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Oct 16, 2008
Case Study

Brand Building: How to Mix Offline with Online to Drive Targeted Entries to Video Contest

SUMMARY: Can traditional magazine ads and billboards drive college-age prospects to submit entries for a video contest? A marketer for a national apartment rental service wanted to find out.

Check out how the marketer ran a multichannel campaign that mixed offline and online efforts to promote an online video contest. Their results kicked butt. Includes creative samples.

Last spring, Erica Campbell, Marketing Manager,, and her team were charged with creating awareness of their brand and its regional offices while spiking traffic at their site. They had never launched a consumer campaign before.

“In our marketplace, there was a lot of confusion between the different [Internet] apartment rental listing services and publications,” Campbell says. “We were looking to separate ourselves from the competition and build brand differentiation. On the advertiser side, we also wanted to get more qualified leads.”

Campbell’s target group was 18-to-35-year-old consumers, including the coveted college-age demographic.


Given the college-age demographic, Campbell and her team dove into the Web 2.0 world by sponsoring an online video contest. Before plunging into the campaign, though, they did thorough research into consumer promotions and online contests to get tips on creative and overall direction.

Here are the seven steps they took to zero in on the campus kids:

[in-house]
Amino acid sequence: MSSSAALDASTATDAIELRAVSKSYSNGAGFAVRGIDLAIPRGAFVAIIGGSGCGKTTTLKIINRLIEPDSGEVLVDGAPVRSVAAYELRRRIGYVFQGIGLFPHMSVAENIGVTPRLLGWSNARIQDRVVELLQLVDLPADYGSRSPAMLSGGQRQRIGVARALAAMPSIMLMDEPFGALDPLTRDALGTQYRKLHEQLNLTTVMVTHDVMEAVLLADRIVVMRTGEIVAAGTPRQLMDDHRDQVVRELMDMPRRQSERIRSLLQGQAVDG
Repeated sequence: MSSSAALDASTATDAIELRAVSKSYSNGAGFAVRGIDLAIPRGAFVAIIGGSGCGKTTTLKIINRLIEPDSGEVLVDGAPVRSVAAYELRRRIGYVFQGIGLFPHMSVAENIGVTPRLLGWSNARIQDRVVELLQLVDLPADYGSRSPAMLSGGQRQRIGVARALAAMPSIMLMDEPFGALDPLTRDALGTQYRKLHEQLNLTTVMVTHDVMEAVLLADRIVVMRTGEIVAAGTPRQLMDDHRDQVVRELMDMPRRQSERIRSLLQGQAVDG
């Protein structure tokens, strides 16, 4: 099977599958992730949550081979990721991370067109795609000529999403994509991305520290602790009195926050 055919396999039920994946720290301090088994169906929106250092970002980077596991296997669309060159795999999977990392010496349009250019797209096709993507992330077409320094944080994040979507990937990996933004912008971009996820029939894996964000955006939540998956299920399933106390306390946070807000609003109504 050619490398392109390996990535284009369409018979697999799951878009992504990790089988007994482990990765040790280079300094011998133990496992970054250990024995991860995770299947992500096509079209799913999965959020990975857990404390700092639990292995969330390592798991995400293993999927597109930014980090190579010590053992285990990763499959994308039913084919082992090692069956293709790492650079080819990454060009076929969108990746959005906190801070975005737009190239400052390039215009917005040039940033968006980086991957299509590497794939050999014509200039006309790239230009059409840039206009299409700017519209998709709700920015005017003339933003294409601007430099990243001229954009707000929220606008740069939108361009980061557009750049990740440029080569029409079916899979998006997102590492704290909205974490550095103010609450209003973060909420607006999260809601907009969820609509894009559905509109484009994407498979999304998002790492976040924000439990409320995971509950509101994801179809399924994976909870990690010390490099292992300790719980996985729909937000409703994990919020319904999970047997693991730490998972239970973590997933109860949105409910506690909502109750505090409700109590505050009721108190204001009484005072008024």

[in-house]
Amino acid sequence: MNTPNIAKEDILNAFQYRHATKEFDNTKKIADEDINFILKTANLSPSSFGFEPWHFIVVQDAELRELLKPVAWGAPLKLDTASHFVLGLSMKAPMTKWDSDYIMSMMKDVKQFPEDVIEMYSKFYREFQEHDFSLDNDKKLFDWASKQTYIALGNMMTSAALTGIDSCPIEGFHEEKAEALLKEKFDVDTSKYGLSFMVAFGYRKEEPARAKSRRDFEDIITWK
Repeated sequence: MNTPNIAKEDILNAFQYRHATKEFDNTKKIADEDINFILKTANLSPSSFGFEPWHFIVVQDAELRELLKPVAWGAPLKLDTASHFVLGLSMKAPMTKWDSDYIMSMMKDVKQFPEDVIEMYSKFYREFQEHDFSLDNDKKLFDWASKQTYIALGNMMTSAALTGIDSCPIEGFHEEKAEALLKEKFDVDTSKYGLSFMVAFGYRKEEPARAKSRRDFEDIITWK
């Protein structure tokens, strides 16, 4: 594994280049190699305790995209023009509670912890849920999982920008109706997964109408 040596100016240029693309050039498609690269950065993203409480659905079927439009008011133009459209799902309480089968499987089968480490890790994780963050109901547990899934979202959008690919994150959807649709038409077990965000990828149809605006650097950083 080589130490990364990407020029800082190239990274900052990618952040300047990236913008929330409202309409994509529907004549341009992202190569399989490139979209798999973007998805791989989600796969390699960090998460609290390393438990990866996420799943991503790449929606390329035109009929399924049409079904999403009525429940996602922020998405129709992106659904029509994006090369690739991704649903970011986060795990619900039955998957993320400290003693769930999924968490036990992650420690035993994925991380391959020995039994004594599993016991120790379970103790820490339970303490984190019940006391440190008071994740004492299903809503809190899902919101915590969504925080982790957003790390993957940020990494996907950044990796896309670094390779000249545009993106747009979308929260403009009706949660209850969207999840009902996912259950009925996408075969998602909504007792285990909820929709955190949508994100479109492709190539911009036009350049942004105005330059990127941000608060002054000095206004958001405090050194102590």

-> Step #1. Test ads in a relevant magazine

Campbell and her team began by targeting students at the 135 campuses included in UMagazine’s semester mailings. They ran a full-page color ad in the spring and summer issues promoting a $10,000 giveaway with the slogan: “If Only Your Apartment Furniture Could Talk….”

To cultivate offline-online synergy, the ad featured an image of an online media player below the slogan. It also displayed the URL for the contest.

Campbell says the April ad was designed to introduce the contest to the audience; May’s ad was meant to reinforce it. “Overall, the circulation was about 1.25 million students per issue.”

-> Step #2. Piggyback with a PR campaign

Campbell and team supported the magazine ads with a PR blitz aimed at 91 college newspapers. Press releases via snail mail and targeted emails were sent out. To keep costs down, they handled the PR in-house.

-> Step #3. Test vinyl versus digital billboards

The team chose vinyl and digital billboards in the San Antonio, Texas, and Columbus, Ohio, markets. “They appeared in a combination of major streets and interstate highways. They were different sorts of sizes, depending on the location and whether or not they were digital or vinyl.”

Campbell and her team worked for just over one month to organize the billboard campaign. They worked with an agency to create the billboards and placed them with the following advertising vendors:
- ClearChannel Columbus
- Lamar Columbus
- CBS Columbus
- Lamar San Antonio
- ClearChannel San Antonio
- CBS San Antonio

-> Step #4. Combine online and offline promotions

Campbell’s team also wanted to mix offline efforts with targeted online ads. So, they ran banners across three major networks popular with college kids:, and

One of the Facebook ads was text-only and ran with a 110-by-80-pixels icon. The other banners (or display ads) appeared in the following pixel sizes:

o 468-by-60
o 120-by-600
o 120-by-240
o 160-by-600
o 300-by-250
o 728-by-90
o 430-by-600

-> Step #5. Back banners with social networking

To support the banner ads, the team created a corporate profile on Facebook and MySpace and began collecting ‘friends.’ They encouraged their regional offices to do the same. While the contest ran on the URL,, it let people share videos with friends at multiple Web 2.0 communities.